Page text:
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Sarah Williams named director of the Norman B. Leventhal Center for Advanced Urbanism

Associate professor of technology and urban planning to lead LCAU with a research focus on planning, design, construction, and retrofitting of urban environments for the 21st century.
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School of Architecture and Planning
Portrait photo of Sarah Williams sitting on a park bench and gazing into the distance
MIT Associate Professor Sarah Williams has been named director of the Norman B. Leventhal Center for Advanced Urbanism.
Photo: Alan Glanzman

The MIT School of Architecture and Planning (SA+P) has announced the appointment of Sarah Williams, associate professor in the Department of Urban Studies and Planning (DUSP), as director of the Norman B. Leventhal Center for Advanced Urbanism (LCAU). Her new role became effective on Jan. 1.

Williams says she has always felt deeply connected to the center, which was established shortly before she joined the SA+P faculty in 2014. She combines her training in data science, urban design and planning, and landscape architecture to create communication strategies that expose urban policy issues to create civic change. She calls the process "Data Action," which is also the title of her recent book published by MIT Press (2020).

At MIT, she directs the Civic Data Design Lab and chaired the Institute’s new undergraduate program in urban science. Her design work exposes policy issues to people beyond the walls of academia and has been widely exhibited, including work in the Guggenheim Museum, the Museum of Modern Art in New York City, the Venice Biennale, and the Cooper Hewitt Museum. “My designs open up the insights of data to the public, allowing them to use it to advocate for change,” she says.

“This is an exciting opportunity,” says Williams. “What’s great about the center is that it is a laboratory that brings together the creativity and entrepreneurship of diverse disciplines to reinvent city design and policy. I can’t wait to be part of expanding its horizons, especially at a time when cities face so many challenges.” 

Williams’s education, experience, and academic work is uniquely suited to the multidisciplinary, multifaceted LCAU. A geography and history major at Clark University, Williams pursued her interest in people and places, developing geographic information systems software and analysis at the start of her career. An interest in art and design led her to study landscape architecture. Realizing that her impact on cities and spaces could be amplified with an understanding of urban planning, she earned her master's degree in city planning at MIT.

“Moving from software engineering to architecture might sound like a big change, but I was just pursuing the things that I loved,” she says. “In the process, I created a unique interdisciplinary field. I believe this type of cross-fertilization is essential for innovation. In my case, I use the power of design to communicate complex issues important to society.”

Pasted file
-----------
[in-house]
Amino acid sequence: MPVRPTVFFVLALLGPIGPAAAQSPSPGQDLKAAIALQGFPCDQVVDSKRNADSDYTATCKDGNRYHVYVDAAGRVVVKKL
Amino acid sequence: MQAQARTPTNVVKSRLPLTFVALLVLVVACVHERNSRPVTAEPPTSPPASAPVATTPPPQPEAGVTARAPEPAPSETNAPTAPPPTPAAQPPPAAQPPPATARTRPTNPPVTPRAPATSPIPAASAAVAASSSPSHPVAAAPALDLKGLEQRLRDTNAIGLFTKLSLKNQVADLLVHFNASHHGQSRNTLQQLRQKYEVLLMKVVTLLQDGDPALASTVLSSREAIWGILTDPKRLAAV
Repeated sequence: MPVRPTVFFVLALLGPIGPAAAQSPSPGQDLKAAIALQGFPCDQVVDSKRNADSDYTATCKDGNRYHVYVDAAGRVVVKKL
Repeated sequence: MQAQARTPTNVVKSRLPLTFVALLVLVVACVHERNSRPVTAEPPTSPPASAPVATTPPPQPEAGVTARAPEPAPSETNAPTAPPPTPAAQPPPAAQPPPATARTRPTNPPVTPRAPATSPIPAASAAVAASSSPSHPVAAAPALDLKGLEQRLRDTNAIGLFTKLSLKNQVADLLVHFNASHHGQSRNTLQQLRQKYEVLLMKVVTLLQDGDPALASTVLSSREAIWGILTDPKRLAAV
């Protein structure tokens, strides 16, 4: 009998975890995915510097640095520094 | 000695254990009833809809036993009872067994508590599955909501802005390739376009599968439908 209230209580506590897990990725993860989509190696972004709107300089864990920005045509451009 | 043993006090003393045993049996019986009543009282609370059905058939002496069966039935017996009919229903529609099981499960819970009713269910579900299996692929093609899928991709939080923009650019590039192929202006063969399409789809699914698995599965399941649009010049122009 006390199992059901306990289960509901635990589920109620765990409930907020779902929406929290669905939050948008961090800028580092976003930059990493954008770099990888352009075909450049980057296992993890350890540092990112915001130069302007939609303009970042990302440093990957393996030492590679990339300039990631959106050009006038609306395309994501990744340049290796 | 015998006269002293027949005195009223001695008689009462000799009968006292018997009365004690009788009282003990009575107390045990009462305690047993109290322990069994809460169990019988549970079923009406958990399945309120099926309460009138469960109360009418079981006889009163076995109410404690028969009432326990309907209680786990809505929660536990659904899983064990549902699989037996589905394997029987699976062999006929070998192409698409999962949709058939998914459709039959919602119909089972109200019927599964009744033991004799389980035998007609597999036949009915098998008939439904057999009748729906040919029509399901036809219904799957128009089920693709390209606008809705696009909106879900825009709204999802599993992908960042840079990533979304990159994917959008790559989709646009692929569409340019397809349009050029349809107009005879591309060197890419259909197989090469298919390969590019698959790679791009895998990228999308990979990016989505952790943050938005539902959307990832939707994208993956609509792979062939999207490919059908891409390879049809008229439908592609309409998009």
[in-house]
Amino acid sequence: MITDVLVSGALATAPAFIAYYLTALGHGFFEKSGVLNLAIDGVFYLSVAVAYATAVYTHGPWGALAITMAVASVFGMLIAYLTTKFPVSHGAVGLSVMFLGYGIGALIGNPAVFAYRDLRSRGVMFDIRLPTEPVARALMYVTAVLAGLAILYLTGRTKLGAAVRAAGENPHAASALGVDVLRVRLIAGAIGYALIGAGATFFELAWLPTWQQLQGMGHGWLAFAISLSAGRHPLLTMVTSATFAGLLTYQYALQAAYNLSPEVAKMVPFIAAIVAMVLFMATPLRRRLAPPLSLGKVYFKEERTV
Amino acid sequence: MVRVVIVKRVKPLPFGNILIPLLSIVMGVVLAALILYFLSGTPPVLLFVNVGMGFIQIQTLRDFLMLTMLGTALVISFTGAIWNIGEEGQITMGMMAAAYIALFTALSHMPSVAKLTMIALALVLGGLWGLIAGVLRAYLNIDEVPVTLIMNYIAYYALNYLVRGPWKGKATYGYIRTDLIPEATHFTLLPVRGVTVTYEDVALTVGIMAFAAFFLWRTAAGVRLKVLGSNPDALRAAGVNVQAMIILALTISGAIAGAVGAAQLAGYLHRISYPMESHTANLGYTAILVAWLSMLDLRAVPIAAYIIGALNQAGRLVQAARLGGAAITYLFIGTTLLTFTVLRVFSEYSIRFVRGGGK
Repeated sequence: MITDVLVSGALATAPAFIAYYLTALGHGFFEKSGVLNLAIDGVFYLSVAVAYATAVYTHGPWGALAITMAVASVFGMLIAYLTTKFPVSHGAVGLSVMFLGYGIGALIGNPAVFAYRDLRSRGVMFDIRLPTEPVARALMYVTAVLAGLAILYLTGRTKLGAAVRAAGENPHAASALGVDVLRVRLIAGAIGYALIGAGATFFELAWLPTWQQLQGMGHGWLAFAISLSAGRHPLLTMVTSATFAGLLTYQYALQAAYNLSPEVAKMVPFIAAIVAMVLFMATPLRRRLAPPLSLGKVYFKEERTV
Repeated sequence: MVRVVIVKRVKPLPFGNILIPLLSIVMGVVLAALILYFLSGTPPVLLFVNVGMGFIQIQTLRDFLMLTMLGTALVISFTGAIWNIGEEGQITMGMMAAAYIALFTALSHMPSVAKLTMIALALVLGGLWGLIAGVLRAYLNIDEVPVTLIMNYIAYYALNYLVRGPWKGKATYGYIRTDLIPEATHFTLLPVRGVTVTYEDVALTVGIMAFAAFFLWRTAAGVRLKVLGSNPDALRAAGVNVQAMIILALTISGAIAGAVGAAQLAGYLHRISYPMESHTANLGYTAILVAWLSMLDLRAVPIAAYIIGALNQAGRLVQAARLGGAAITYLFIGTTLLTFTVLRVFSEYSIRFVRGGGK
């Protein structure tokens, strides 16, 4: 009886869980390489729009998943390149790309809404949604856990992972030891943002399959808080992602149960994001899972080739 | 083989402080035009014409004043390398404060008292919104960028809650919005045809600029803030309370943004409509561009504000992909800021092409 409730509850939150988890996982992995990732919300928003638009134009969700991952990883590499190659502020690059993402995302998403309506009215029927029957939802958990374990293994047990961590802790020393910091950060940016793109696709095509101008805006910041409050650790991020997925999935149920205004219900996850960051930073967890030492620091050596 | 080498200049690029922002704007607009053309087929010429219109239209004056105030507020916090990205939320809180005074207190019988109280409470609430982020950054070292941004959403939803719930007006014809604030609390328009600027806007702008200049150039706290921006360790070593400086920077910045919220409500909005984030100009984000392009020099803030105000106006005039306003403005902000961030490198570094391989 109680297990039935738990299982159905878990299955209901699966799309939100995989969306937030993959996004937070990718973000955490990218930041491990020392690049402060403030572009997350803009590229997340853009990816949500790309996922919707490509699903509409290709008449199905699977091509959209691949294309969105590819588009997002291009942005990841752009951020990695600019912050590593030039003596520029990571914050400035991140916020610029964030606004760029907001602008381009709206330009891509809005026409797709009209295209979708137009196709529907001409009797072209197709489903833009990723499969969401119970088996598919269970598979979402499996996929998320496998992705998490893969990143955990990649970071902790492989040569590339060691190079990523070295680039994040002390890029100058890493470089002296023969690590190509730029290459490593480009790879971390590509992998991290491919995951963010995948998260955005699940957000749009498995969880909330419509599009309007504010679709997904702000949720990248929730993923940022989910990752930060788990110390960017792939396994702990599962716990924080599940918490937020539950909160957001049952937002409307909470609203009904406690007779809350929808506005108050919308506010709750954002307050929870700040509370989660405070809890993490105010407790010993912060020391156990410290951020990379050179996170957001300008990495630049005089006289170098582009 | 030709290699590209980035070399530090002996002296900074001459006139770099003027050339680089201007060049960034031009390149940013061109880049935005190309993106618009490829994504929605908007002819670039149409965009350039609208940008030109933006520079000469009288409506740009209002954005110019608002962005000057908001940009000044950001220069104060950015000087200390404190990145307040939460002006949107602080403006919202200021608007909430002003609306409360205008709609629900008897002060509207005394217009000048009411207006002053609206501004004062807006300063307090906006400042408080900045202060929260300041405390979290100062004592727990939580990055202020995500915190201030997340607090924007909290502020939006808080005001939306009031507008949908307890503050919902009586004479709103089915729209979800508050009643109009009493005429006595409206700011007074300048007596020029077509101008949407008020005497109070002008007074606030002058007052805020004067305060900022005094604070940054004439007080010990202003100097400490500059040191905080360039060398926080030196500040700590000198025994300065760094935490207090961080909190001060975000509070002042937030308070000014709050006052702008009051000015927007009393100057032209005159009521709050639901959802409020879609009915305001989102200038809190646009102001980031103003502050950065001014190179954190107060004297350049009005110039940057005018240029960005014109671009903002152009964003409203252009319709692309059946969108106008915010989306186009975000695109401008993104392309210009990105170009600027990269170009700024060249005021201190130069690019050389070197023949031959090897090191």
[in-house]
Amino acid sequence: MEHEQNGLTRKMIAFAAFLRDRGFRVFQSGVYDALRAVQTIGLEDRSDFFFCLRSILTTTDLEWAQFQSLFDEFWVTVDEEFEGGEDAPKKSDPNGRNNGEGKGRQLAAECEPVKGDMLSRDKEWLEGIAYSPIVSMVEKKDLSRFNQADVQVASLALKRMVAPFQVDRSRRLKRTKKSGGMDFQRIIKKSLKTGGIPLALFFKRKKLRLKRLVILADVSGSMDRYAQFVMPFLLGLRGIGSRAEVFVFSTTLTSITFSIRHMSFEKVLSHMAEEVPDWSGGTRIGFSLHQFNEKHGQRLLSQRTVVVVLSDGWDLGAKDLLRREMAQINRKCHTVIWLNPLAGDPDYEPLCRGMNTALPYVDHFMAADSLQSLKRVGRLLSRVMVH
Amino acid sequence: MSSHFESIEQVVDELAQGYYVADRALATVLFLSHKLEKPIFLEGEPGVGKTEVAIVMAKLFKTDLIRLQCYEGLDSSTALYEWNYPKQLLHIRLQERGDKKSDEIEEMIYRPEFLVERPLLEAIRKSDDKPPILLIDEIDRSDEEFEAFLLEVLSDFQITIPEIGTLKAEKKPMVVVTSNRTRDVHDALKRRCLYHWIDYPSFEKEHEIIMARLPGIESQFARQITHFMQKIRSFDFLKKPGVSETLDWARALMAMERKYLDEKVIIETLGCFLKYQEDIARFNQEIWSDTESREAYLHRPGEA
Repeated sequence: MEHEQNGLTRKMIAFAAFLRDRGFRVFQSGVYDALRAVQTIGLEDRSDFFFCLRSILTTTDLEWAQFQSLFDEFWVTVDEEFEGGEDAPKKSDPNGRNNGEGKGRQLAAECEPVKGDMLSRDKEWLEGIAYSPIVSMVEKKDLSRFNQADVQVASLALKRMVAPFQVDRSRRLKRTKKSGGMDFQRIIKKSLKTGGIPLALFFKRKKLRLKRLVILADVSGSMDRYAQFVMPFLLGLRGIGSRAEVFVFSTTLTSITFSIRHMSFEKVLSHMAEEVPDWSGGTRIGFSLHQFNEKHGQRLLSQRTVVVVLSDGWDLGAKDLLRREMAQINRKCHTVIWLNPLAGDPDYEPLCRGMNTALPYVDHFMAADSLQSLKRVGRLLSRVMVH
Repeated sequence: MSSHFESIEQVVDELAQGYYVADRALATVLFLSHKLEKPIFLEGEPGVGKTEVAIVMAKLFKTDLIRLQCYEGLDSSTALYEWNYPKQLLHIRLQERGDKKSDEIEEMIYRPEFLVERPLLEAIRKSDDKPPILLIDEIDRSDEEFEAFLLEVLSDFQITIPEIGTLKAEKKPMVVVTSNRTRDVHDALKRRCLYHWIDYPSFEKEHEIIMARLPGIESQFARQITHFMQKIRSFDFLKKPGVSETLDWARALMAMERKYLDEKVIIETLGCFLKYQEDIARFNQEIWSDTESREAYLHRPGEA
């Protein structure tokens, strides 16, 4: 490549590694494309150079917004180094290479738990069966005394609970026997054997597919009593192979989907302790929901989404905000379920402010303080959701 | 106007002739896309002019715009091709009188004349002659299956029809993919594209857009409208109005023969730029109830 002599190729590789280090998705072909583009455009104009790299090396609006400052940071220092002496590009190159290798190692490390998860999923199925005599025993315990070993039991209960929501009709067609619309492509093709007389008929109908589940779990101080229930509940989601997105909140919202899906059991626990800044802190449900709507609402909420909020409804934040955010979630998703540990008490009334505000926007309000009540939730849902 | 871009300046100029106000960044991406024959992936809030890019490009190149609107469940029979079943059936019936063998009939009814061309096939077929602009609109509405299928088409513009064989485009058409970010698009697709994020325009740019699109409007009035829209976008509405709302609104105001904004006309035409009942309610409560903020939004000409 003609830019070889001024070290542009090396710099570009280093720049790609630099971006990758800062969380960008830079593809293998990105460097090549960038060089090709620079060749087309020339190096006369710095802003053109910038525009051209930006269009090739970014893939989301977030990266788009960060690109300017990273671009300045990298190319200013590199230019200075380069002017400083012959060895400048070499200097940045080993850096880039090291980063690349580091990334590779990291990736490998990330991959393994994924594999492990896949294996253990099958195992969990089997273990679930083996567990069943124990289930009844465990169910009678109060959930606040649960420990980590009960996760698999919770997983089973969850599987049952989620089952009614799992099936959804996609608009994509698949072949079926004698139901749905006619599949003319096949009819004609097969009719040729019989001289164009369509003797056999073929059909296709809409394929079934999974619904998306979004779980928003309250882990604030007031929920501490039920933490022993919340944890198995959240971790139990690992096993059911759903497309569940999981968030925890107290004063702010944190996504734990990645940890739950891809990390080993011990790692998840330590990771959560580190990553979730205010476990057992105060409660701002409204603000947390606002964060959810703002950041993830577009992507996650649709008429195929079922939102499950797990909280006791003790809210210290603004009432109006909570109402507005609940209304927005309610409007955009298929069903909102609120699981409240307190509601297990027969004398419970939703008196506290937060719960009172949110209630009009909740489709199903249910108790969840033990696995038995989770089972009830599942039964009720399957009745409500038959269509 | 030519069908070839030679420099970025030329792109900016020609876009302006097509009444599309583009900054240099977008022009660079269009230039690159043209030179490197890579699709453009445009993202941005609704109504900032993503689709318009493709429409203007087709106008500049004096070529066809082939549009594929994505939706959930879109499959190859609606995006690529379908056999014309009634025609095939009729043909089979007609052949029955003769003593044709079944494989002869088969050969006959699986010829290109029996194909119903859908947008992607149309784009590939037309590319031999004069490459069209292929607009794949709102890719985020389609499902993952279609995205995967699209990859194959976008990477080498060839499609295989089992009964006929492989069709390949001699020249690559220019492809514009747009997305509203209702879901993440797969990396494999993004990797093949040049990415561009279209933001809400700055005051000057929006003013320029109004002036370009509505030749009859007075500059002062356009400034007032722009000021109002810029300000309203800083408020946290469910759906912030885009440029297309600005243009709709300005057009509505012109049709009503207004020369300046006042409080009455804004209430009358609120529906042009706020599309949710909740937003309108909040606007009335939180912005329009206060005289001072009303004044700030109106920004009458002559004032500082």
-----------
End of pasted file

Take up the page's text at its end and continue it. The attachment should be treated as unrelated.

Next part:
“Sarah’s work on civic engagement through urban technologies and on racial justice puts her at the forefront of urban thinking and action today,” says SA+P Dean Hashim Sarkis. “Her research and teaching embody the highest of the center’s values: Norman Leventhal’s civicness, a deep interest in collaboration between the private and public sectors, and excellence in urban design, technology, and sustainability.”

Since its establishment in 2013, the LCAU has sought to define the field of advanced urbanism, integrating research on urban design with processes of urbanization and urban culture to meet the contemporary challenges facing the world’s cities. Drawing on MIT’s deep engagement with urban design and planning, architecture, and transportation, the center coordinates multidisciplinary, multifaceted approaches to advance the understanding of cities and propose new forms and systems for urban communities.

The LCAU has tackled challenges ranging from urban resiliency in Boston to urban storm water wetland design in New York to the future of suburbia and affordable housing globally. In her new role, Williams replaces co-directors Alan Berger, professor of landscape architecture and urban design, and James Wescoat, professor emeritus of landscape architecture in the Department of Architecture.

The center was named in honor of Norman B. Leventhal '38, a visionary developer and philanthropist at the center of Boston’s postwar revival. A vital member of the MIT community for three-quarters of a century, Norman Leventhal died in 2015.

“Alan Berger and Jim Wescoat have strongly positioned the LCAU to take up the wide-ranging urban challenges of our time,” says Alan Leventhal, chair and CEO of Beacon Capital Partners. “Building on this foundation, Sarah Williams brings a multidisciplinary, data-informed approach that I’m sure will generate further groundbreaking and impactful research on cities.”

Williams says she wants LCAU to feel like an inclusive space where people can experiment on interdisciplinary work.

“During my early career, I had the unique opportunity to work in an environment that cultivated interdisciplinary research, and it allows me to develop new methods and my own niche,” she says. “The center should be this experimental ground where faculty, students, and practitioners can come together to forge new solutions for some of the biggest problems cities face today. It’s what I always wanted as a student, and I am excited to help create it as a faculty member.”

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